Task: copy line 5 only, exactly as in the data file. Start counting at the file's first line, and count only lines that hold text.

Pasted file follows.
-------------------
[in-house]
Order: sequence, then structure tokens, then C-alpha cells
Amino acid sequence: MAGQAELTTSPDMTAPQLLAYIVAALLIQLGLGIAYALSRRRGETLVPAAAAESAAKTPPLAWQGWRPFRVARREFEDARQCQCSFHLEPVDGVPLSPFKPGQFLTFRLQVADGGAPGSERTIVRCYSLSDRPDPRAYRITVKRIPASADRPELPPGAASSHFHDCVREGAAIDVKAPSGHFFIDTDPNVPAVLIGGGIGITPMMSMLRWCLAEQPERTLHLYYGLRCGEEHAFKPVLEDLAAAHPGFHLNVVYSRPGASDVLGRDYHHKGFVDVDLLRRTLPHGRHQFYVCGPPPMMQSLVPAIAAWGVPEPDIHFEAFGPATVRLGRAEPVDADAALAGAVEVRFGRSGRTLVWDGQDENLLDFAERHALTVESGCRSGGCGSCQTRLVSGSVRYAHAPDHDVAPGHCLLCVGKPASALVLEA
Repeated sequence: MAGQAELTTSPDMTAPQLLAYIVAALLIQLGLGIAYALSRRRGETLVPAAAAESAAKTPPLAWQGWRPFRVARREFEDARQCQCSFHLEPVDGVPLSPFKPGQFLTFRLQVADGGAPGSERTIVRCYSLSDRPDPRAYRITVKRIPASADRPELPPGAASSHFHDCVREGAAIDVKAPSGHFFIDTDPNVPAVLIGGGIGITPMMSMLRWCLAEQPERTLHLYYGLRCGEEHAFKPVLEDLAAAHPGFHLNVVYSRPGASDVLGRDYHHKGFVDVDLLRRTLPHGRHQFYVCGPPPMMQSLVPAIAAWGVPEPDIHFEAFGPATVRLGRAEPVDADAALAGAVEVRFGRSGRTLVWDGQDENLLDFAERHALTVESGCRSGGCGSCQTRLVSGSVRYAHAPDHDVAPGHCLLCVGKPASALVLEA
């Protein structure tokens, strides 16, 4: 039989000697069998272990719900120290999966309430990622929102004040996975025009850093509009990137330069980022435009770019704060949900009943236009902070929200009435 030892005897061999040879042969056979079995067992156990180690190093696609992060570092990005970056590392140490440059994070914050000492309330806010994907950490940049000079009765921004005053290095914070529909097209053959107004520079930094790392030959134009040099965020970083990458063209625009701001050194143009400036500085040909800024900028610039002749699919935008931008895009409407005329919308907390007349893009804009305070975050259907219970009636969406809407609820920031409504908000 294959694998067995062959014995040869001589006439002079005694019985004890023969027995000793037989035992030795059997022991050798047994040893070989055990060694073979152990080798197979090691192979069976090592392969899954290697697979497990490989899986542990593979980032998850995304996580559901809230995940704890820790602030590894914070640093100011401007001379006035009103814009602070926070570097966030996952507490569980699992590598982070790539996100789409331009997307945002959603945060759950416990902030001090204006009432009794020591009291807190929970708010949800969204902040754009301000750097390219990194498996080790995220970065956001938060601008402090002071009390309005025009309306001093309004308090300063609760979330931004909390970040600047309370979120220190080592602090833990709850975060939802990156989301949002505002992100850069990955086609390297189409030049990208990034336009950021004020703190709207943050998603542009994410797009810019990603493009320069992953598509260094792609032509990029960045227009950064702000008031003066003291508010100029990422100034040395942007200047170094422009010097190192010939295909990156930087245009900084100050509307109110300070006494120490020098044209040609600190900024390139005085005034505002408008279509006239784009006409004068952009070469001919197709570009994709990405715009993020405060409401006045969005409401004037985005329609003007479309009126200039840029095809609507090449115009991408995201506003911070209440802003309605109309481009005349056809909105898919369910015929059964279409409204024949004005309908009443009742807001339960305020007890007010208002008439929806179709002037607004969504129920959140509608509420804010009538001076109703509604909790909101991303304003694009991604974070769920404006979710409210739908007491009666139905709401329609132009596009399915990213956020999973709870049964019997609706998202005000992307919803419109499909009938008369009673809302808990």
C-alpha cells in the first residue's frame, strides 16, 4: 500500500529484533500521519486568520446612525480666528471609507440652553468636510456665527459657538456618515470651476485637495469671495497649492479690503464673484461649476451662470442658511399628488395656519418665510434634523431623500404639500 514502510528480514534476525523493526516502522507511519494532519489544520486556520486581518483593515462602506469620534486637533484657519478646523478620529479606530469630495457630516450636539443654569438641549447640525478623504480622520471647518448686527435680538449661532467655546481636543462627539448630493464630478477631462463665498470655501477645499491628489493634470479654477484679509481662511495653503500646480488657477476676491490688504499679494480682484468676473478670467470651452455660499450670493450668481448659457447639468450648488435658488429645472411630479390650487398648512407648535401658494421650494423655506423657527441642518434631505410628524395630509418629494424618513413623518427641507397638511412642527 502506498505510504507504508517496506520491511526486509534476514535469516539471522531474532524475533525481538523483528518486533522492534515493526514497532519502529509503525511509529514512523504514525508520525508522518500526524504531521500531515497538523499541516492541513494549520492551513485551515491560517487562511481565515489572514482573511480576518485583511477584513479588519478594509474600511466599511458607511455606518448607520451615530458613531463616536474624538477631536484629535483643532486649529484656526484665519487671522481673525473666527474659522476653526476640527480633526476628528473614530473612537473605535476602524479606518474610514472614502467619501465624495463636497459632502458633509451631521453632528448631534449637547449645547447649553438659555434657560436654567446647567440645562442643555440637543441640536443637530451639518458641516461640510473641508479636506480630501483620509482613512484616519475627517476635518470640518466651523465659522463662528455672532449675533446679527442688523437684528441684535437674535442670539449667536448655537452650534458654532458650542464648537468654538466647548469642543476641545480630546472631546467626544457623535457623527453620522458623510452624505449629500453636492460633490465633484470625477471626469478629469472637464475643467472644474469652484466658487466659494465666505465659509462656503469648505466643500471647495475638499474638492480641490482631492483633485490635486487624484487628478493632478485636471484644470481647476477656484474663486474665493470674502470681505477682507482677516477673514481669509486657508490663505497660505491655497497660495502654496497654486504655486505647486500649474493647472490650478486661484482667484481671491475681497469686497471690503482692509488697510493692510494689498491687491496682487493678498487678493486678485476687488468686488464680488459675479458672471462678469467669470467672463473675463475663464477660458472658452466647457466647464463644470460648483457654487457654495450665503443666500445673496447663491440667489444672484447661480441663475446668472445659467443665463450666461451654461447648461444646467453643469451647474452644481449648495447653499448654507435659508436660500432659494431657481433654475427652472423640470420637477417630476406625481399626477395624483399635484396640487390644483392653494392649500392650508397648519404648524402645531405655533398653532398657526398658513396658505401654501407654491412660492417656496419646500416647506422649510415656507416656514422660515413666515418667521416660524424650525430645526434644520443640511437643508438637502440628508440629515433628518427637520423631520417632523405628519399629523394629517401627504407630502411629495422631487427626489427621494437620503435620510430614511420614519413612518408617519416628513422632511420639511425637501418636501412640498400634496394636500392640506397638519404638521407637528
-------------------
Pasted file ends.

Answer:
């Protein structure tokens, strides 16, 4: 039989000697069998272990719900120290999966309430990622929102004040996975025009850093509009990137330069980022435009770019704060949900009943236009902070929200009435 030892005897061999040879042969056979079995067992156990180690190093696609992060570092990005970056590392140490440059994070914050000492309330806010994907950490940049000079009765921004005053290095914070529909097209053959107004520079930094790392030959134009040099965020970083990458063209625009701001050194143009400036500085040909800024900028610039002749699919935008931008895009409407005329919308907390007349893009804009305070975050259907219970009636969406809407609820920031409504908000 294959694998067995062959014995040869001589006439002079005694019985004890023969027995000793037989035992030795059997022991050798047994040893070989055990060694073979152990080798197979090691192979069976090592392969899954290697697979497990490989899986542990593979980032998850995304996580559901809230995940704890820790602030590894914070640093100011401007001379006035009103814009602070926070570097966030996952507490569980699992590598982070790539996100789409331009997307945002959603945060759950416990902030001090204006009432009794020591009291807190929970708010949800969204902040754009301000750097390219990194498996080790995220970065956001938060601008402090002071009390309005025009309306001093309004308090300063609760979330931004909390970040600047309370979120220190080592602090833990709850975060939802990156989301949002505002992100850069990955086609390297189409030049990208990034336009950021004020703190709207943050998603542009994410797009810019990603493009320069992953598509260094792609032509990029960045227009950064702000008031003066003291508010100029990422100034040395942007200047170094422009010097190192010939295909990156930087245009900084100050509307109110300070006494120490020098044209040609600190900024390139005085005034505002408008279509006239784009006409004068952009070469001919197709570009994709990405715009993020405060409401006045969005409401004037985005329609003007479309009126200039840029095809609507090449115009991408995201506003911070209440802003309605109309481009005349056809909105898919369910015929059964279409409204024949004005309908009443009742807001339960305020007890007010208002008439929806179709002037607004969504129920959140509608509420804010009538001076109703509604909790909101991303304003694009991604974070769920404006979710409210739908007491009666139905709401329609132009596009399915990213956020999973709870049964019997609706998202005000992307919803419109499909009938008369009673809302808990």